THEGLOBE DISTRIBUTED SYSTEM
Philip Homburg Maarten van Steen Andrew S. Tanenbaum
In my first lecture, I gave a general introduction to distributed systems. In my second lecture Idiscussed Amoeba, a distributed system intended for use on a local area network. In this lecture Iwill discuss another system I have helped design, GLOBE. In contrast to Amoeba, GLOBE isintended as the ‘‘operating system’’ for a worldwide distributed system (Homburg et al., 1996; VanSteen et al., 1995). As a consequence, a number of quite different issues arise. As a simple example,resources are located in Amoeba by broadcasting a request. In a worldwide system, such an approachwill not work, so a completely different design is needed.In the 1960s and 1970s, the computing universe was dominated by mainframes and minicom-puters that ran batch and timesharing operating systems. Typical examples of these systems wereOS/360 and UNIX. These system were primarily concerned with the efficient and secure sharing of the resources of a single machine among many competing users.In the 1980s, personal computers became popular. These machines had different kinds of operating system, such as MS-DOS and Windows, and were primarily concerned with providing agood interactive environment for a single user. Resource allocation was not a major issue.As we move closer to the year 2000, it is becoming clearer that a new environment is appearing,one dominated by millions of machines interacting over wide area networks such as the current Inter-net. While all these machines have individual local operating systems, the worldwide system as awhole raises many of the same issues that are found in local operating systems, including interprocesscommunication, naming, storage, replication, and management of files and other kinds of data,resource management, deadlock prevention, fault tolerance, and so on. Only instead of being per-formed on a single machine, these issues arise in the large.In effect, we need an ‘‘operating system’’ for this worldwide system. This operating systemwill of necessity be different from existing operating systems in that it will run in user mode on top of existing operating systems (as do the servers in many modern microkernel-based operating systems).Nevertheless, it will have to perform traditional operating system functions on a huge scale.At the Vrije Universiteit, we are developing such an operating system, GLOBE, for the world-wide computing environment of the future. In this paper we will describe its architecture.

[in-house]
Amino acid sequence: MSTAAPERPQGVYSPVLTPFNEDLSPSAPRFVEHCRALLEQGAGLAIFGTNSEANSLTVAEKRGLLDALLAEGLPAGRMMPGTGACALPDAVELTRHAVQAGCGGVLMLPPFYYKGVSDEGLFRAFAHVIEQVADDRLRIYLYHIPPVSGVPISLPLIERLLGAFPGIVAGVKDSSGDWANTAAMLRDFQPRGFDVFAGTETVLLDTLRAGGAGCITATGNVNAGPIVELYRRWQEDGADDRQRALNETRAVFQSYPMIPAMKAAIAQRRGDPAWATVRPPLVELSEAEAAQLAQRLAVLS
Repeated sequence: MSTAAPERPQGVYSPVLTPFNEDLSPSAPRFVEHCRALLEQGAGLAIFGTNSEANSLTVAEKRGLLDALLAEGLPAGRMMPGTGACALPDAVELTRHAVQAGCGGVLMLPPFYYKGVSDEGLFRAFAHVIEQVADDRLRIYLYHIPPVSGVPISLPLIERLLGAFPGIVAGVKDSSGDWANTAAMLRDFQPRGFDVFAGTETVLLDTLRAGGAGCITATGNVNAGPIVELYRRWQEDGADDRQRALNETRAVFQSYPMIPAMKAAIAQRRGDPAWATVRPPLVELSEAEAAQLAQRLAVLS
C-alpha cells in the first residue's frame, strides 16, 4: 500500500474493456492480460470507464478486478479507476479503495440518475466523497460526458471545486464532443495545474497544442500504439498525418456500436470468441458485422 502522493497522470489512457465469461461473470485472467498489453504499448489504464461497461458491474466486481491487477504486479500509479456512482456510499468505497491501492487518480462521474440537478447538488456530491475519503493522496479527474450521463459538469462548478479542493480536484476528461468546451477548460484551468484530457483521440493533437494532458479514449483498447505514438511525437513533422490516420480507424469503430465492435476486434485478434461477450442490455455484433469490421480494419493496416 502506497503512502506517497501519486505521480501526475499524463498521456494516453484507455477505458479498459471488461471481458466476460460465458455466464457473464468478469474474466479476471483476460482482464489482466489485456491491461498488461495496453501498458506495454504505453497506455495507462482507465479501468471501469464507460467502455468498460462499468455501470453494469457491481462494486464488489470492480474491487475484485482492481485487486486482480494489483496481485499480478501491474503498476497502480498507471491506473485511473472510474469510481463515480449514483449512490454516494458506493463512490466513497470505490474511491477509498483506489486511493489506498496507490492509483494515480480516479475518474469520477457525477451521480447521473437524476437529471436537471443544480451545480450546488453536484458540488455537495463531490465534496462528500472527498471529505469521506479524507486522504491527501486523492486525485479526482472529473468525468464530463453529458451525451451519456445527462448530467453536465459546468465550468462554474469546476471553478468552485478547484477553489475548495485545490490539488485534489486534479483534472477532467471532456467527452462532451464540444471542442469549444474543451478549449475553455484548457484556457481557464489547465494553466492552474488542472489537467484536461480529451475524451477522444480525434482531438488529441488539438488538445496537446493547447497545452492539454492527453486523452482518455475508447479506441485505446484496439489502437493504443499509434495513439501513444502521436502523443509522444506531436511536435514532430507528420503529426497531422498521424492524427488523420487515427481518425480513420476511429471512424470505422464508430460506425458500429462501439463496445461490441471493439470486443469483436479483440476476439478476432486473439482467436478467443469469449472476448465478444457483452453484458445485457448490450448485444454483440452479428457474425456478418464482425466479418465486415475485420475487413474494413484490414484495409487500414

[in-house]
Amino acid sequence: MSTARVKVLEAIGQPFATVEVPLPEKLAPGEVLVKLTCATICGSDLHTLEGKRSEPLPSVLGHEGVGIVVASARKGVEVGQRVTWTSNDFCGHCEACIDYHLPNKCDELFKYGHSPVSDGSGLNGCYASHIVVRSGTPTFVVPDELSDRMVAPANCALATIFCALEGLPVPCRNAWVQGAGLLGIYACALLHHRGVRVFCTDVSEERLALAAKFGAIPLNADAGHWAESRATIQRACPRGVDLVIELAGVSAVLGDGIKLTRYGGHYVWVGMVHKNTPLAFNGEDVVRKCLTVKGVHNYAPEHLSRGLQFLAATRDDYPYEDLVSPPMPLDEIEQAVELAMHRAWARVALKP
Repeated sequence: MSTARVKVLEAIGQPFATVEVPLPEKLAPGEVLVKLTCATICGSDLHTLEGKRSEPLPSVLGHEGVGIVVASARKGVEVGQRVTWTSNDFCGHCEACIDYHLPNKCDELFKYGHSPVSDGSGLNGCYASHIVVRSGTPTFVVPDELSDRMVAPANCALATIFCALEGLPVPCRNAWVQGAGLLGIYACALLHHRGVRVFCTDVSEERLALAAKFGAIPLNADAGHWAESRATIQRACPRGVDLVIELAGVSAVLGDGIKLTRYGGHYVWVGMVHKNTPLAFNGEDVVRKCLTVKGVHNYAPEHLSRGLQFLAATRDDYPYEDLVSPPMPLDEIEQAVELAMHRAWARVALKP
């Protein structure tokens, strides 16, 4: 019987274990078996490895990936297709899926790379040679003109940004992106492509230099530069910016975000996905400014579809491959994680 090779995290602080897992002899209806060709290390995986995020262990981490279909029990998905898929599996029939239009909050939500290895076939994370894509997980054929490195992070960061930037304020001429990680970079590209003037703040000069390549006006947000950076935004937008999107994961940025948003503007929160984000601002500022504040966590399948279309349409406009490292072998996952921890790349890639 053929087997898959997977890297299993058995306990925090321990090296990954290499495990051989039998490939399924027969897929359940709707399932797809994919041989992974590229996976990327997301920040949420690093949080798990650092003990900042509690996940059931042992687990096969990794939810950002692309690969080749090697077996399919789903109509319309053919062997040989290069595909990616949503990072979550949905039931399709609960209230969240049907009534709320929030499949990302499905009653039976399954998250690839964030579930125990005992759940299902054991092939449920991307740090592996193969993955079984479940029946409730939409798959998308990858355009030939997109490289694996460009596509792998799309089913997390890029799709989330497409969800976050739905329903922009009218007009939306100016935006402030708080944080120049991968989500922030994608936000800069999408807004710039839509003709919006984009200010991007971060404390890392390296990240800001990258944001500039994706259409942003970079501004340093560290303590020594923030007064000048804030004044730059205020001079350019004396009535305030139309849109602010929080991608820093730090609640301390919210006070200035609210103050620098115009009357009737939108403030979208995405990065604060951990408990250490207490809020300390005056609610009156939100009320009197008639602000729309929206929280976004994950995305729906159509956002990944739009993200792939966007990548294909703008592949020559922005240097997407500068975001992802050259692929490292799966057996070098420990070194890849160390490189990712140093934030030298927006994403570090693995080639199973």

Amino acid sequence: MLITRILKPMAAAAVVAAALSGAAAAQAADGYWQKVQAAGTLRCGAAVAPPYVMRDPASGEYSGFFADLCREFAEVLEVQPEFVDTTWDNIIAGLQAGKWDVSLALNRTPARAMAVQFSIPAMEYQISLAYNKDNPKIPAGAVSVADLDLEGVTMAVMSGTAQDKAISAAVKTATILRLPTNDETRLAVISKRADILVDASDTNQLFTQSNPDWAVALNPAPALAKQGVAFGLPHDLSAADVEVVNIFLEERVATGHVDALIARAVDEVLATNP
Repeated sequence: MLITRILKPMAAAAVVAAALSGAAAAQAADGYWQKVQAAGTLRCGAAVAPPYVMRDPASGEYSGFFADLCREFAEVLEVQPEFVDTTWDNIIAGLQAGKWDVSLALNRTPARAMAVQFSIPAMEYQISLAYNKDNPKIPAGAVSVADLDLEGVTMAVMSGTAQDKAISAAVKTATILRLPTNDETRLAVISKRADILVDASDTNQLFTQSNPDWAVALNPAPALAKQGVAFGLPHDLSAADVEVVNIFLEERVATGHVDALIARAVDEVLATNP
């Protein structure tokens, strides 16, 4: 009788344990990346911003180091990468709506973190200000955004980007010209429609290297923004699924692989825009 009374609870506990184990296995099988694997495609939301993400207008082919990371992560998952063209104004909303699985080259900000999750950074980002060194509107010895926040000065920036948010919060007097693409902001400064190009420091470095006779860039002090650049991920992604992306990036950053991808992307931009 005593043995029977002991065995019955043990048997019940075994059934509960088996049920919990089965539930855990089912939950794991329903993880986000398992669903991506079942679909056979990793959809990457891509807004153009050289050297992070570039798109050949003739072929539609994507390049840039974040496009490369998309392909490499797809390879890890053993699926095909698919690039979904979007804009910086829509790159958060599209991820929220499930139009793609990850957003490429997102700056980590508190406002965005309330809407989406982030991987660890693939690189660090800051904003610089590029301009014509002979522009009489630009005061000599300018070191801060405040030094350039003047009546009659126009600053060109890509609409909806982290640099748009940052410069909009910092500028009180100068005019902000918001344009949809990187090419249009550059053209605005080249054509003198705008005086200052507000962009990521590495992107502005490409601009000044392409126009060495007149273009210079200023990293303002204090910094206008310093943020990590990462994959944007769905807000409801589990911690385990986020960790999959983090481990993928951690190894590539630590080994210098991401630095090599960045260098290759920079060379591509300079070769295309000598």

2. THESTATE-OF-THE-ART INWIDE-AREA SYSTEMS
Current wide-area systems tend to lack a common model. For example, the World Wide Web,email, news, and FTP all provide ways of communicating, but they are all based on different concep-tual models. For example, each one has its own naming scheme (URLs, DNS names, newsgroupnames, and host+path names). Mail and news are ‘‘push-driven’’ (the sender actively transmits thedata), whereas FTP and WWW are ‘‘pull-driven’’ (the receiver goes and gets the data from a remotesite). They also differ in terms of replication strategy, encoding, containers, and authentication,although there is no real reason for all these differences to exist.In contrast, there are other systems that have a more unified model. For example, in FOR-TRAN 4, all external data sets are modeled as tapes. In UNIX, everything is a file. In the WWW,everything is a document. In many distributed shared memory systems, everything is a page, and soon. What we need for worldwide computing is a single unifying model, like these.
3. THEGLOBE PARADIGM
GLOBE is a layer on top of existing operating systems that effectively functions as a kind of worldwide operating system that presents a uniform abstraction to applications and users. GLOBE isbased completely on objects in the sense that all the important items in the system are modeled asobjects. Typical objects include machines, web pages, mailboxes, news articles, etc. Associated with